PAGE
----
By: Jenn Smith, El Cajon, California




I never used to be a runner.  I ran from time to time, a mile or two, here and there, often with many years in between.  I hiked sometimes, biked sometimes, but never really had any sort of fitness program at all.  I’d been diagnosed with Multiple Sclerosis when I was 26.  I had symptoms like weakness, fatigue and dizziness, and sudden onset blindness a few times.   My neurologist told me every time I saw her that she would prescribe exercise to me if she could, but I never really took that to heart.  The things I had to do took enough work, and exercise just didn’t seem like something I could work into my day.   I went to grad school, got a good job, got married, had a child, but I never really prioritized exercise.  When I was 40, I learned I had MS related sleep apnea, and I began to treat it.  I had been on intermittent disability at work because of fatigue, and with treatment of the apnea, I began to get some energy back.   By a stroke of luck, I happened to be having a great day one Saturday in late October of 2011.  I went shopping for groceries, and I realized it was the weekend of the Mount Desert Island (MDI) Marathon.  The town was buzzing with athletes preparing for a weekend of running adventures.   I had a moment of envying those smiling, fit people.  Then, almost immediately, I had a moment of enlightenment.    Right there in the produce department of the Hannaford, I decided I would run the MDI marathon in 2012.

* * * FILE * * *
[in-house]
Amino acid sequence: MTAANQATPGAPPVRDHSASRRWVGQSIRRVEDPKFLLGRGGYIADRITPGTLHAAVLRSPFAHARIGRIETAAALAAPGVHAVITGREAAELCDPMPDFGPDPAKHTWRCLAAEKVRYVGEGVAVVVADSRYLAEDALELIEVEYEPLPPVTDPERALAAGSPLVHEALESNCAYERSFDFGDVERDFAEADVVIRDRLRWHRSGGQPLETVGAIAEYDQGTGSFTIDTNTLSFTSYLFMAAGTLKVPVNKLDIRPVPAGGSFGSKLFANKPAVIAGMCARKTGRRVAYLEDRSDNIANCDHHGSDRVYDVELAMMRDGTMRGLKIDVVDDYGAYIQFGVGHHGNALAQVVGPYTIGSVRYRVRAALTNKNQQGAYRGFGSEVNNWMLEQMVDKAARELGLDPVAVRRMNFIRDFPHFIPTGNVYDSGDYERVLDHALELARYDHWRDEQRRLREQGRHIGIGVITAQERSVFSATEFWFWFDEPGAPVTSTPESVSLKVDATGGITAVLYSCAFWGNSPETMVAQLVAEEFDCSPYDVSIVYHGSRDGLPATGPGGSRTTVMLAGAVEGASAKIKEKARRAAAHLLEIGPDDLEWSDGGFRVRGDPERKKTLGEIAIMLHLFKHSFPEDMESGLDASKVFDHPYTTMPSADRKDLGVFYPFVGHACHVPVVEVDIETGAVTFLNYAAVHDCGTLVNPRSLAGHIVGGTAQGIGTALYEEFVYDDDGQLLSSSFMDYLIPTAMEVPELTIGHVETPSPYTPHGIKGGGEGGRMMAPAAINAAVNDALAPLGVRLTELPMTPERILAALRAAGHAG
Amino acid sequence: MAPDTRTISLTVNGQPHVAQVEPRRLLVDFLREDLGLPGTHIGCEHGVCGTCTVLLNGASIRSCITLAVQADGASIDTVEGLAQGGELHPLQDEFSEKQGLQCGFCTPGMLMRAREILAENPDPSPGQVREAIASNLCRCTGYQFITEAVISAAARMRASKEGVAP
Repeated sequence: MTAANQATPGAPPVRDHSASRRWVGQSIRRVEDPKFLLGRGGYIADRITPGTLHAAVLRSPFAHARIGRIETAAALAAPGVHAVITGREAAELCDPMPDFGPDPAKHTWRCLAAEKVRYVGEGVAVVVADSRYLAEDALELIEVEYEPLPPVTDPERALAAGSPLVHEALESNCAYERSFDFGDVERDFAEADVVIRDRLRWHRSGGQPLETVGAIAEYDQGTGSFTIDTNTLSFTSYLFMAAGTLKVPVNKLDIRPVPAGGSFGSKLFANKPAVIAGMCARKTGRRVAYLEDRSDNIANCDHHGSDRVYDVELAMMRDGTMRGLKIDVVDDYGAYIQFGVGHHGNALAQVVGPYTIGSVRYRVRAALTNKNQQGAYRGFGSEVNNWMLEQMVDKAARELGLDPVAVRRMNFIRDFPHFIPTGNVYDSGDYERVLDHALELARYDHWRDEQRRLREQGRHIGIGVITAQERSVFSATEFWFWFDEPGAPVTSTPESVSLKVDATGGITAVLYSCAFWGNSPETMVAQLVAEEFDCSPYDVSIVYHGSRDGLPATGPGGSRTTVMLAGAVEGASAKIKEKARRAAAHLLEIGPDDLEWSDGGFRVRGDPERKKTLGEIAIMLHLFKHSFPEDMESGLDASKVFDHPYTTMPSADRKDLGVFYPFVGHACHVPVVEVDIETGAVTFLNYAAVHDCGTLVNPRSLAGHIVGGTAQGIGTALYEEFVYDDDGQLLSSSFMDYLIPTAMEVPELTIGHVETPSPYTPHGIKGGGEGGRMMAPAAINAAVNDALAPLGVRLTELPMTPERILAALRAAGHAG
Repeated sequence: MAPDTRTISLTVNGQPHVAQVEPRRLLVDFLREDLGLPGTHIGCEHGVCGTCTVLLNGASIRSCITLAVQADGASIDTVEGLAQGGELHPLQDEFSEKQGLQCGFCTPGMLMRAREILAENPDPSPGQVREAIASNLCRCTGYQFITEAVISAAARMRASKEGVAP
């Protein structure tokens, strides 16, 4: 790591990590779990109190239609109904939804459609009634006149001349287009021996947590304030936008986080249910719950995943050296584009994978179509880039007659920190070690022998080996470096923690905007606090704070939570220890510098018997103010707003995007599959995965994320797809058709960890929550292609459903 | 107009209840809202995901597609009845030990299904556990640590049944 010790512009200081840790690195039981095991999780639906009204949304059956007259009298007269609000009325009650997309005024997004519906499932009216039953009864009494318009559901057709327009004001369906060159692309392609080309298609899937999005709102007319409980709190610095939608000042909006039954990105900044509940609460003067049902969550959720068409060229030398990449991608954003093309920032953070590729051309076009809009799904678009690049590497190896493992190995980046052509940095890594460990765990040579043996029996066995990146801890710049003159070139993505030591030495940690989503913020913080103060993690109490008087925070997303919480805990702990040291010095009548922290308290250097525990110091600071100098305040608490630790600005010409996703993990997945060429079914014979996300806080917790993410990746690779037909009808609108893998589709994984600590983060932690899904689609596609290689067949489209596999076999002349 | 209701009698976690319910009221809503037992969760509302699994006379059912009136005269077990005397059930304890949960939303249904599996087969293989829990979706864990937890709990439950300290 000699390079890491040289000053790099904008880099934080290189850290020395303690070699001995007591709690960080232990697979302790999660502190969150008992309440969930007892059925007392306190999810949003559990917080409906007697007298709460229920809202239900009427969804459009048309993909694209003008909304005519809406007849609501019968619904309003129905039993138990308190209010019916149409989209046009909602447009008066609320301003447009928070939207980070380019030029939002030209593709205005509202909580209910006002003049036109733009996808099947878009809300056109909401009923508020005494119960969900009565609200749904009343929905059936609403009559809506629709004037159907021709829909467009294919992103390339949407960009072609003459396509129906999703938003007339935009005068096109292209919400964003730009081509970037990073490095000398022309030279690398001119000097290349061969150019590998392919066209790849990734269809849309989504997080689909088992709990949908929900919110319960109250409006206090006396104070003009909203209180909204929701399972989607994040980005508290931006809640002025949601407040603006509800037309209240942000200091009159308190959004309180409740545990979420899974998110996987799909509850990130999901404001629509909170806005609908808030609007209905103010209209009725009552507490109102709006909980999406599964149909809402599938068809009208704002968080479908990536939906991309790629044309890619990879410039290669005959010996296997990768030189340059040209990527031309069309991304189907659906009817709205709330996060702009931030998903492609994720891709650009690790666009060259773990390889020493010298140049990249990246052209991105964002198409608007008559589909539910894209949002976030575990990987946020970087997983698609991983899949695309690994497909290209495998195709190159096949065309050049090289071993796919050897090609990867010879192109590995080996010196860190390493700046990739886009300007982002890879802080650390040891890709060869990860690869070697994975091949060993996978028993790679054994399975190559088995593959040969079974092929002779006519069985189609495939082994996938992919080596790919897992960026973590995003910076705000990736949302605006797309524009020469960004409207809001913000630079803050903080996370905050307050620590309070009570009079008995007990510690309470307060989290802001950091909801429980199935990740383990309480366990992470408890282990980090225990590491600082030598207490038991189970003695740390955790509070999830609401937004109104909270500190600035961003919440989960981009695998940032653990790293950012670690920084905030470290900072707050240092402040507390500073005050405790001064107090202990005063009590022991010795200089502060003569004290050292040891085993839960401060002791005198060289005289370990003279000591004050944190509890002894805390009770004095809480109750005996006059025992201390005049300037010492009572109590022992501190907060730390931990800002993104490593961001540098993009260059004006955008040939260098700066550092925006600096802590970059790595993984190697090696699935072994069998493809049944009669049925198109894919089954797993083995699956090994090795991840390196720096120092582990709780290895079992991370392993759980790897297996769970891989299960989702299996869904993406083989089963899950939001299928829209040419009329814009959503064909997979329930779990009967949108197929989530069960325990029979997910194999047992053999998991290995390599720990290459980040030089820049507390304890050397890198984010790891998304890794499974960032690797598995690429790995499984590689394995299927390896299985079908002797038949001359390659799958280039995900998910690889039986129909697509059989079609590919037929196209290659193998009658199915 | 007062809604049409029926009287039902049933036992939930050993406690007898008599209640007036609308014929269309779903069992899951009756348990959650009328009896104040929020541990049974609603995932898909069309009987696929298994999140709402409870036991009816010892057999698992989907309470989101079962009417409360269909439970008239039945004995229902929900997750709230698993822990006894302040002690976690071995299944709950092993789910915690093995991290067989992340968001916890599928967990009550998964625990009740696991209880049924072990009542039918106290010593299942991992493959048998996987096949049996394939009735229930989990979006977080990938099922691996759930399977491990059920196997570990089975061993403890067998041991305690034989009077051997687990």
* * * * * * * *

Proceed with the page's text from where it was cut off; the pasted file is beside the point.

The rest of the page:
That night I told my husband of my plan.   He looked at me, shook his head, and said "Okay." in a somewhat incredulous, but supportive tone.  So the next day, I dug a 10 year old pair of running shoes out of my closet, and went for a torturous one mile run.  It sucked.  I doubted myself.  41 year old people with MS who couldn’t even stay awake all day for the past few years just don’t start running.   So I made myself publically accountable.  I came home from that run and posted my goal online.  I started raising money for the MS Society.  I ran.  Got to 2 miles, then I bought some new running shoes.  Four miles, and it started to not suck so bad.   But then it was winter, and it was cold and icy.  I still ran.  Once I slipped on the ice two miles out on a dirt trail, hurt my knee, hobbled back.  Went out and ran again (on the plowed roads this time).   I kept running.